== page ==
Rarely does poetry turn me on, but Jason Mashak‘s collection, Salty as a Lip, practically unbuttoned my cardigan. These poems are just plain sexy.
While mostly short in length, the endings pack on a punch so hard, they’ll leave you bruised as the assembly line men mentioned in “Lotto Blistered Fingertips,” with their “labor-worn lips, soul-sunk eyes.”
Arousal aside, the first half delves more into religious commentary and returning to a time where land wasn’t so ruined. And though this did not make me want to get naked, it did inspire a wishful act equally as bold, like chunking a bible through a church window and then somersaulting in the open grassy field beside it.
Based on my dramatic reaction you’d think these poems were part of an “I’m a reformed Catholic” hate rant, but (thankfully!) they are not. They’re intelligent, funny, and if nothing else, thought-provoking—focused more on the perceptions of religious figures and stories rather than the actual stories themselves.
All of the poems, no matter the theme, shine in the sound department. Mashak shuffles back and forth beautifully from soft and hard consonants, often sprucing up commonplace language with a peculiar, memorable word, like “kamikaze” or “mastoid.”
Salty as a Lip is Mashak’s first collection. In a recent interview with Austin, TX publisher, Haggard and Halloo, Black Heart’s editor, Laura Roberts, asked what type of writing they go for. Publisher Travis Catsull answered: experimental, surreal, and sincere. With creative imagery such as “pinecone slippers” and “croccodile mummies” and smoking a bong in the Ark of a Covenant, Mashak certainly fits the bill.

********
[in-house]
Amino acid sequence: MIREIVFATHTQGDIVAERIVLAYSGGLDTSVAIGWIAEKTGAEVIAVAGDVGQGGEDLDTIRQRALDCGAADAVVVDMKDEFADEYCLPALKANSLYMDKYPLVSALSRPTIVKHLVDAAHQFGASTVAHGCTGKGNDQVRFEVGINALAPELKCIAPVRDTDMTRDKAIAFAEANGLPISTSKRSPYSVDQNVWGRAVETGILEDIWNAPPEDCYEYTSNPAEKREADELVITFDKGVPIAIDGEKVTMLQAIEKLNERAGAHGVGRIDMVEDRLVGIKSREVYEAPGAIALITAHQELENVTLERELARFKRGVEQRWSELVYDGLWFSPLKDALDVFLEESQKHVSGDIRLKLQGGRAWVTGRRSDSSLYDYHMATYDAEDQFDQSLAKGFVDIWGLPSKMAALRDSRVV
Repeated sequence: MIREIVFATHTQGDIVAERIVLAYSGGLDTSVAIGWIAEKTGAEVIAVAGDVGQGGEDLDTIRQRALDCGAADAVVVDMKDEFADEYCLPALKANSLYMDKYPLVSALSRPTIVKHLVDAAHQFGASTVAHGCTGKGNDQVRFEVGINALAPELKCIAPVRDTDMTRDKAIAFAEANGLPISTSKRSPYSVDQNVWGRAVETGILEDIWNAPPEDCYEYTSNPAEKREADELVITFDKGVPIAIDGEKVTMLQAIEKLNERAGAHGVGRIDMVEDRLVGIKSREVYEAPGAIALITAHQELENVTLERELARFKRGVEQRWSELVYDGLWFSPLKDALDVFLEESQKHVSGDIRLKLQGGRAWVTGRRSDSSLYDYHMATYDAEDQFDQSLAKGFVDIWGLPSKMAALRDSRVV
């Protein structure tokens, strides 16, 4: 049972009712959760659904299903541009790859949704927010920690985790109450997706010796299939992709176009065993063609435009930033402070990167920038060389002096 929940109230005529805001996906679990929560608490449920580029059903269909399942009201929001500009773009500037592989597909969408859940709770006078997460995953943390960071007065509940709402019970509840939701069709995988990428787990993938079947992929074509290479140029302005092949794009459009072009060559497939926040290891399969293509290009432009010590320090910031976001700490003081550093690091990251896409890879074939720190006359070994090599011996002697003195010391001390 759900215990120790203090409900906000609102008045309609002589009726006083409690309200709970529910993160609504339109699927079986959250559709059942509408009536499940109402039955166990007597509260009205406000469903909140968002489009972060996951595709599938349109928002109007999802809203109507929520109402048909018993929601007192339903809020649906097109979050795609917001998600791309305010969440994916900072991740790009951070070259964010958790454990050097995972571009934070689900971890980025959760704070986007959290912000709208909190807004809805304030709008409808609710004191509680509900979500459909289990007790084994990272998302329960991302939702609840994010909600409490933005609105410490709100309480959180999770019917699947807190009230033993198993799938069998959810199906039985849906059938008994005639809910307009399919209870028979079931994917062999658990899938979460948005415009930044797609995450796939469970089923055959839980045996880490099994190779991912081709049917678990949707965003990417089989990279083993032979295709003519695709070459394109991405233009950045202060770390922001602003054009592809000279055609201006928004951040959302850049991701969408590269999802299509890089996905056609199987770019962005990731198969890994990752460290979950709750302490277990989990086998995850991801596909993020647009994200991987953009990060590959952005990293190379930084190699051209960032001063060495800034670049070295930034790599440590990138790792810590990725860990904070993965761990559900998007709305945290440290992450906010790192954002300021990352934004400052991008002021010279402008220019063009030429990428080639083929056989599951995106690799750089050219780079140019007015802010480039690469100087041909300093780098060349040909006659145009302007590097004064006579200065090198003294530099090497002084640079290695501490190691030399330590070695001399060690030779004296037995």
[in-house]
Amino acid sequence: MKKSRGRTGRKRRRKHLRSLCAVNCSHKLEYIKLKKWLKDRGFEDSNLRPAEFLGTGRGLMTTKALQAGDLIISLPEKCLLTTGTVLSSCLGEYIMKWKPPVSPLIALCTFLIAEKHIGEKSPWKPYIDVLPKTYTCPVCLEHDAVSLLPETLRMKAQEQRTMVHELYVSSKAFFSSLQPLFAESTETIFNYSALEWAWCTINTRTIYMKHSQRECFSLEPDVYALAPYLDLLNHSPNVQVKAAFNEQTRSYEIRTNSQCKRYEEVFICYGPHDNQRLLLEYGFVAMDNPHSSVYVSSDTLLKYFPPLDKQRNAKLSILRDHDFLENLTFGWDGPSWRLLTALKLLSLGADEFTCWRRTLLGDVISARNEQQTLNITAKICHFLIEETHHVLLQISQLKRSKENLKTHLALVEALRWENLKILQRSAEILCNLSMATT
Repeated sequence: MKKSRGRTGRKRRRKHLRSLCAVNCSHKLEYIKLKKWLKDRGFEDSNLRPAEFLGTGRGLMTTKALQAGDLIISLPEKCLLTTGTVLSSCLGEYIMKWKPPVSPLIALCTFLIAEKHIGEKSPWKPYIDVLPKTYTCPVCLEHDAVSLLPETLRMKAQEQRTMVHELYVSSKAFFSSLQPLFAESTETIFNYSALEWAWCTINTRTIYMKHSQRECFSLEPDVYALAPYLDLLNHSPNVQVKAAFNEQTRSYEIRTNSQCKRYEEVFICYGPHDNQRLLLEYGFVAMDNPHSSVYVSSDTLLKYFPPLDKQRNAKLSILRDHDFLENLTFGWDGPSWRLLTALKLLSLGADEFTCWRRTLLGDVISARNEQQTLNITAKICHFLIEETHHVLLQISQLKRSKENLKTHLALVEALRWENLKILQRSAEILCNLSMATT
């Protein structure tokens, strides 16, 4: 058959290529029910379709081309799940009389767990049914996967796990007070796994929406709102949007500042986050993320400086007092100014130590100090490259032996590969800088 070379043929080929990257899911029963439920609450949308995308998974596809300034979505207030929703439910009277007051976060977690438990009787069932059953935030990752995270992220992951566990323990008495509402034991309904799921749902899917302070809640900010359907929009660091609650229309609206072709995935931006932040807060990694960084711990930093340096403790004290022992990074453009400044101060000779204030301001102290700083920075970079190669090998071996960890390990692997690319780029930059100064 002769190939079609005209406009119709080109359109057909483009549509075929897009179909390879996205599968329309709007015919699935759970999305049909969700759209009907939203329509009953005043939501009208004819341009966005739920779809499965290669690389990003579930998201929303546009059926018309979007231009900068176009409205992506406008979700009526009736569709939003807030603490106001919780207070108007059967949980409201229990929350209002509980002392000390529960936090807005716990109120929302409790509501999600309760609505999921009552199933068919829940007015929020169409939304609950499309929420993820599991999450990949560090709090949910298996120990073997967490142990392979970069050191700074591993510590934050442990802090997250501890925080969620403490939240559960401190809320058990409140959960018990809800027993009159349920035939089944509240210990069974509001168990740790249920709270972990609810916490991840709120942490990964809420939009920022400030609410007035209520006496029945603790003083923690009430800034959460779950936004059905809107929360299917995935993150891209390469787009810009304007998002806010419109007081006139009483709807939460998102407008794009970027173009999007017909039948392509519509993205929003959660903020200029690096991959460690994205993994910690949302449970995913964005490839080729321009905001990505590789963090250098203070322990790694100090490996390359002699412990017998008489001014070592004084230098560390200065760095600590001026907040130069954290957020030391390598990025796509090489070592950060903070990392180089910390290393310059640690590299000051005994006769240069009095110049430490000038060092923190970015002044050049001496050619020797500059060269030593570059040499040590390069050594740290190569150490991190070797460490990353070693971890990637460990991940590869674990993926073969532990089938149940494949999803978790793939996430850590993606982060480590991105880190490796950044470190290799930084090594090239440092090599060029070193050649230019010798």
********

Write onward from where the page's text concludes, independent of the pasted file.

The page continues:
Amanda Kimmerly graduated with a BA in Journalism and minor in Creative Writing from Stephen F. Austin State University. She writes mostly fiction and poetry and is currently co-authoring two books: a YA novel exploring the peculiar habits and inhabitants of podunk East Texas and a Dvarsh glossary for the Hidden Lands of Nod fantasy series, by Robert Stikmanz. She reads fiction submissions for Fringe Literary Magazine and just recently extended her hand to Black Heart Magazine as a volunteer book reviewer and poetry reader. She promises she is not as drab in real life as her bio suggests.